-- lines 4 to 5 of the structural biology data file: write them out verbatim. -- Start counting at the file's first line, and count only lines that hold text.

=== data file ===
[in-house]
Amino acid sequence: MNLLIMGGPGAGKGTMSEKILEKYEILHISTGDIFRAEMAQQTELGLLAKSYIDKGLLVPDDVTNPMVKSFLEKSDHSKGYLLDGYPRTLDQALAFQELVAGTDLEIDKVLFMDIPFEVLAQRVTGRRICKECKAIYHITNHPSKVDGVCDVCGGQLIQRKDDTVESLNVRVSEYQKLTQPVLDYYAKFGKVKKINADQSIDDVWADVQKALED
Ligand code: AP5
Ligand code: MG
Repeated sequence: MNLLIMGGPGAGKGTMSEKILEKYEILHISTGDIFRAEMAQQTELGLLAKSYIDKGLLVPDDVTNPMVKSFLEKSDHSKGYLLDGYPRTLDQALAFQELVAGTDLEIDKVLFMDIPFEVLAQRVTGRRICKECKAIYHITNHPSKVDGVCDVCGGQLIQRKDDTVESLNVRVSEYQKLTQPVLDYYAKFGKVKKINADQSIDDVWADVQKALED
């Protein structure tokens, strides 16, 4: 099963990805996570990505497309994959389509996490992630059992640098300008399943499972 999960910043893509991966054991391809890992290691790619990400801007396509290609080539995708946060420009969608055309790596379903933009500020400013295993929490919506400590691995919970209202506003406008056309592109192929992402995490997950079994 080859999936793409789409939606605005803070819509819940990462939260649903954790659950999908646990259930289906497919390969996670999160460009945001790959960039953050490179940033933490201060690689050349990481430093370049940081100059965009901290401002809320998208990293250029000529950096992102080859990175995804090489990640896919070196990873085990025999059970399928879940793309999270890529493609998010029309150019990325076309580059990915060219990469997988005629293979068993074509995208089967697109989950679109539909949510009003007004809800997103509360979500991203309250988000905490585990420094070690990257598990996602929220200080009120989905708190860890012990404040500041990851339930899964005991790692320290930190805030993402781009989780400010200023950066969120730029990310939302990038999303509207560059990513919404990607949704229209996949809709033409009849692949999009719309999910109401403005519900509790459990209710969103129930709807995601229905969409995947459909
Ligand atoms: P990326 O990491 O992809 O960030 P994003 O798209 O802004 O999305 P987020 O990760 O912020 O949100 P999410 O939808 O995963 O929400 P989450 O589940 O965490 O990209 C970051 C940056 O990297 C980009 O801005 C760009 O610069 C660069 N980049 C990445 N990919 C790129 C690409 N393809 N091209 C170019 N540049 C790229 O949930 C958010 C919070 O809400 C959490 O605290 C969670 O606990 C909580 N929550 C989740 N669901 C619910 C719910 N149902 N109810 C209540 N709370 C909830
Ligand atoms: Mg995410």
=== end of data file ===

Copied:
Ligand code: MG
Repeated sequence: MNLLIMGGPGAGKGTMSEKILEKYEILHISTGDIFRAEMAQQTELGLLAKSYIDKGLLVPDDVTNPMVKSFLEKSDHSKGYLLDGYPRTLDQALAFQELVAGTDLEIDKVLFMDIPFEVLAQRVTGRRICKECKAIYHITNHPSKVDGVCDVCGGQLIQRKDDTVESLNVRVSEYQKLTQPVLDYYAKFGKVKKINADQSIDDVWADVQKALED